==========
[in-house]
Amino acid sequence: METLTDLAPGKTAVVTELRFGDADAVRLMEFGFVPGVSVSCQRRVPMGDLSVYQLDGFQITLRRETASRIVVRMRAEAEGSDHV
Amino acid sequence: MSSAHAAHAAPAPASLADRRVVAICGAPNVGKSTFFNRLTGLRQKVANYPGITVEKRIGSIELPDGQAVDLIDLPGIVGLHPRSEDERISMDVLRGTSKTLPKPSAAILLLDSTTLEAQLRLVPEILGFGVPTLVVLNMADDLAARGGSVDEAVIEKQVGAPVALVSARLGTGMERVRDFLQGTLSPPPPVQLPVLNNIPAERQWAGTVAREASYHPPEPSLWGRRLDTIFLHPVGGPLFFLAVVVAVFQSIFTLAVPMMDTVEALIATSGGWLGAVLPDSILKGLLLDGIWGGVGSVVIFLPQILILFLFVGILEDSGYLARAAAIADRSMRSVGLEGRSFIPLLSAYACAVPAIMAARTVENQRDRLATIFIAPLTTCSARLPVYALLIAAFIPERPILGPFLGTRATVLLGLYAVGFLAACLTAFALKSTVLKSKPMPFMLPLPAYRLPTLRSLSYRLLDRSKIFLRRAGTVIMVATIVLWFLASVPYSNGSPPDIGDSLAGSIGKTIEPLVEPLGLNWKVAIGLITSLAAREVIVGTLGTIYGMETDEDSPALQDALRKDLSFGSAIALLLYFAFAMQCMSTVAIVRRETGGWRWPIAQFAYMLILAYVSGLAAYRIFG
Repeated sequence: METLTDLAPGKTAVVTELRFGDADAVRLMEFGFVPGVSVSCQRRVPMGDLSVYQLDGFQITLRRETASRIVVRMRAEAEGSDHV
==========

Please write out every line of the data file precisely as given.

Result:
[in-house]
Amino acid sequence: METLTDLAPGKTAVVTELRFGDADAVRLMEFGFVPGVSVSCQRRVPMGDLSVYQLDGFQITLRRETASRIVVRMRAEAEGSDHV
Amino acid sequence: MSSAHAAHAAPAPASLADRRVVAICGAPNVGKSTFFNRLTGLRQKVANYPGITVEKRIGSIELPDGQAVDLIDLPGIVGLHPRSEDERISMDVLRGTSKTLPKPSAAILLLDSTTLEAQLRLVPEILGFGVPTLVVLNMADDLAARGGSVDEAVIEKQVGAPVALVSARLGTGMERVRDFLQGTLSPPPPVQLPVLNNIPAERQWAGTVAREASYHPPEPSLWGRRLDTIFLHPVGGPLFFLAVVVAVFQSIFTLAVPMMDTVEALIATSGGWLGAVLPDSILKGLLLDGIWGGVGSVVIFLPQILILFLFVGILEDSGYLARAAAIADRSMRSVGLEGRSFIPLLSAYACAVPAIMAARTVENQRDRLATIFIAPLTTCSARLPVYALLIAAFIPERPILGPFLGTRATVLLGLYAVGFLAACLTAFALKSTVLKSKPMPFMLPLPAYRLPTLRSLSYRLLDRSKIFLRRAGTVIMVATIVLWFLASVPYSNGSPPDIGDSLAGSIGKTIEPLVEPLGLNWKVAIGLITSLAAREVIVGTLGTIYGMETDEDSPALQDALRKDLSFGSAIALLLYFAFAMQCMSTVAIVRRETGGWRWPIAQFAYMLILAYVSGLAAYRIFG
Repeated sequence: METLTDLAPGKTAVVTELRFGDADAVRLMEFGFVPGVSVSCQRRVPMGDLSVYQLDGFQITLRRETASRIVVRMRAEAEGSDHV